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Partial Financial Hardship (And How It Can Lower Your Student Loan Payments)
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When your income doesn’t keep pace with your bills, it can quickly become stressful to pay your student loans. The good news? There are income-driven repayment plans from the federal government, and you just need to prove you have “partial financial hardship” to be eligible.
Though what qualifies as hardship will depend on a few factors, partial financial hardship could potentially reduce your monthly debt load. Here are some key topics we’ll cover:
If you ever look at your student loan payments compared to your income and feel that the balance is insurmountable, you’re not alone. In fact, this is when the phrase “partial financial hardship” comes into play.
Partial financial hardship is an eligibility requirement for two income-driven repayment plans offered by the federal government: Income-Based Repayment (IBR) and Pay As You Earn (PAYE).
Demonstrating partial financial hardship is an eligibility requirement for these programs, which means you need to be prepared to prove that your paycheck or income isn’t enough to cover your bills. If your loans are in default, however, you will not qualify, right off the bat.
- To qualify for IBR, the annual amount due on your loans must exceed 15% of the difference between your adjusted gross income and 150% of the poverty line for your family size in the state that you live in.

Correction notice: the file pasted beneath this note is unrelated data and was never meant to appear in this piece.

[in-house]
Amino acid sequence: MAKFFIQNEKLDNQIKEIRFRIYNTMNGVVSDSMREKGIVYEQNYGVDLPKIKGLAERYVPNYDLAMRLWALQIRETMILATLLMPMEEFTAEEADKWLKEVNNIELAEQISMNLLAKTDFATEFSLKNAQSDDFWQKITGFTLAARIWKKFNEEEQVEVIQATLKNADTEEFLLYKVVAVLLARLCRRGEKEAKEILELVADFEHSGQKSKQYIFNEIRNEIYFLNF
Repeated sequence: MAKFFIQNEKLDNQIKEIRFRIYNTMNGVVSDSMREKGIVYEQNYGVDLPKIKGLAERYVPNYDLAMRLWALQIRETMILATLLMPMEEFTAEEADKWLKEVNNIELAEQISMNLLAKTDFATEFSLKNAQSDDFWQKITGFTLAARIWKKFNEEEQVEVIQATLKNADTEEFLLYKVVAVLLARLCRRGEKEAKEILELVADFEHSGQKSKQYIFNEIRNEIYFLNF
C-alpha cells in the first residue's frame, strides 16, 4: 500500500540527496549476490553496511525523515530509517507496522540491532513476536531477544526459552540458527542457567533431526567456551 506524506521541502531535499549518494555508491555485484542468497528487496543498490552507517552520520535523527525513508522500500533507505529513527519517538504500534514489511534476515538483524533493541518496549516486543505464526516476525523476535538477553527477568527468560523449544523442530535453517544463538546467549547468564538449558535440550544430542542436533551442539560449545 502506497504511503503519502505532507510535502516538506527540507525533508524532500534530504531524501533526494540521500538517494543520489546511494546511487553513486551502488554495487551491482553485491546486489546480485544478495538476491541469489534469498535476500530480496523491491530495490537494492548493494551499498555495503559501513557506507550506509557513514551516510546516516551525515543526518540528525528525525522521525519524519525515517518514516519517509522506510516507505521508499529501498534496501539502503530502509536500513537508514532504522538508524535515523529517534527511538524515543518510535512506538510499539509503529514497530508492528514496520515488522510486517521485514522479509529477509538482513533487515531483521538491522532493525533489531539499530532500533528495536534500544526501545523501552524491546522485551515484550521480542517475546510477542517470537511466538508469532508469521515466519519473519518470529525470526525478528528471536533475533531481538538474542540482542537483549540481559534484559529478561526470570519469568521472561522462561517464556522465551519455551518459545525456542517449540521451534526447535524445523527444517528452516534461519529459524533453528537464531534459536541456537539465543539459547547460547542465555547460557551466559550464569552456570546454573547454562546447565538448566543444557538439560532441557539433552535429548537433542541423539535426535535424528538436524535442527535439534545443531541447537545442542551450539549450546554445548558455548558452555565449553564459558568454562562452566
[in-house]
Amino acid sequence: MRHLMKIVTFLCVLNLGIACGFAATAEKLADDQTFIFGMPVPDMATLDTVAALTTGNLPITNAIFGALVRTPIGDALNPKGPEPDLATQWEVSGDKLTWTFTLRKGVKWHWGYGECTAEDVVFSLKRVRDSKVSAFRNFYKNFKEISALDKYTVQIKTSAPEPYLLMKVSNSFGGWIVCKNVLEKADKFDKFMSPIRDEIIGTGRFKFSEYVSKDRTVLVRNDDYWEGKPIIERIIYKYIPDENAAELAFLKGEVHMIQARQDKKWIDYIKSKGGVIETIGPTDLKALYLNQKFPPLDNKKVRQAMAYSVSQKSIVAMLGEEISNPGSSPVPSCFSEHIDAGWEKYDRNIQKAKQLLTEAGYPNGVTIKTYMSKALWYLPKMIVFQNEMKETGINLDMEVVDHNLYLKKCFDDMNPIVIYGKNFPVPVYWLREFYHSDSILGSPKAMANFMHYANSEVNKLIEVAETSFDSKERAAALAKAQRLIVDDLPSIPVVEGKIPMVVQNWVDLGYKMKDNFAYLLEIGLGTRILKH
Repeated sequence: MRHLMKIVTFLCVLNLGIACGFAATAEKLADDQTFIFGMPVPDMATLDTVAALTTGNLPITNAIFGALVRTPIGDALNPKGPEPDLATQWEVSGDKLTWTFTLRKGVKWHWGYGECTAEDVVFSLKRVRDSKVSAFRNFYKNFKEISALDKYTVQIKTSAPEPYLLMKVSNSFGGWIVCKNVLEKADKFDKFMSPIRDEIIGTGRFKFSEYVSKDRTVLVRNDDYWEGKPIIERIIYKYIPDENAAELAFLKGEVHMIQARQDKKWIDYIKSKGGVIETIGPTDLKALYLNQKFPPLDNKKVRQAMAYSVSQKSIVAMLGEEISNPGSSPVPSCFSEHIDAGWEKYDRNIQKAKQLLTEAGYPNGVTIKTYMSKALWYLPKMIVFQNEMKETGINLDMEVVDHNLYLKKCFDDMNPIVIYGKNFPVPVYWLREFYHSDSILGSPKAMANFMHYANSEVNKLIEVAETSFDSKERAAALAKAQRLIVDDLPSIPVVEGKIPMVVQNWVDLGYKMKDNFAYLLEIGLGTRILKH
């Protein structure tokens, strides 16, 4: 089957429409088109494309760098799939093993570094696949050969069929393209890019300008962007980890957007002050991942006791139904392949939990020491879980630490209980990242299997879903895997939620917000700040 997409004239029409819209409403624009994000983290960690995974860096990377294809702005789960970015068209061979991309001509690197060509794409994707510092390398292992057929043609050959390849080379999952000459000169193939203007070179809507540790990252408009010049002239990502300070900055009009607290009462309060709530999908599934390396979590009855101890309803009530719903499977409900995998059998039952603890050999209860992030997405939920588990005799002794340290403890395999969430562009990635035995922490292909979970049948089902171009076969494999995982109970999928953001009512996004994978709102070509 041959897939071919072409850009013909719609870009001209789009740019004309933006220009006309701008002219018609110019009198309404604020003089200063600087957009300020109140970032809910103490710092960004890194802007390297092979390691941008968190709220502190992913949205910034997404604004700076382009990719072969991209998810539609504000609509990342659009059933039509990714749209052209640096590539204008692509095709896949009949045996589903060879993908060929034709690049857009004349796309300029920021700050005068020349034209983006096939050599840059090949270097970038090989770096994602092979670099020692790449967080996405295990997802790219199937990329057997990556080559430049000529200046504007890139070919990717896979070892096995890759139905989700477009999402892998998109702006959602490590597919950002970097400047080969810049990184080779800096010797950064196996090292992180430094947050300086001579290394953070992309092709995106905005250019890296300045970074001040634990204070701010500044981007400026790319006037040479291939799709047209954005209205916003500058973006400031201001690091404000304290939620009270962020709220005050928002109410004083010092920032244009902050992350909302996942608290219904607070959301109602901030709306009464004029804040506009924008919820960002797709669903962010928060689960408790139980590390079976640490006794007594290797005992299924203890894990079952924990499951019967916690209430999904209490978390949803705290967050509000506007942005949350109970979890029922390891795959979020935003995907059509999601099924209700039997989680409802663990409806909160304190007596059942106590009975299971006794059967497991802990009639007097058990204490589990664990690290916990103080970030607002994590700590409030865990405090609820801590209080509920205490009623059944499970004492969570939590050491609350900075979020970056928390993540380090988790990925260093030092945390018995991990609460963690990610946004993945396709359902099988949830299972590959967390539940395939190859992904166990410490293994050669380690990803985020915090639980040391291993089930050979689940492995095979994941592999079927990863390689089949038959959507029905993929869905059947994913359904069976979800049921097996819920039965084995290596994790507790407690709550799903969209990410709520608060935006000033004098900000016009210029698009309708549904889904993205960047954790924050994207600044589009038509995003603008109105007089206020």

- For the PAYE plan, the amount on your loans must exceed 10% of your AGI and 150% of the poverty line for your family size in the state where you reside.
Only federal loan holders are eligible. If you have private student loans, check out the section on refinancing to lower your monthly payments.
One distinction between the plans is the percentage difference between your AGI and your amount due based on the plan that you select.
Fifteen percent is the typical requirement for IBR, unless you are a new borrower on or after July 1, 2014 — then it’s 10%, similar to the 10% requirement for PAYE. Being able to prove partial financial hardship and enroll in either of these programs could help you lower your loans into more manageable payments.
This could bring some relief, because taking on an income-driven repayment plan means your payments will no longer be calculated based on standard 10-year repayment plans, but rather based on a percentage of your income and family size.
However, be prepared for your payments to change over the life of the loan. All income-driven repayment plans may show a decrease (you lose your job, for example) or increase (you get a raise) if your family size or income changes.
|● Your monthly payments are capped at 10% of your discretionary income.|
● Your loans can be eligible for forgiveness after 20 years.
● You are only eligible for PAYE if you first borrowed your loans on or after Oct. 1, 2007. Additionally, you must have received a disbursement on or after Oct. 1, 2011.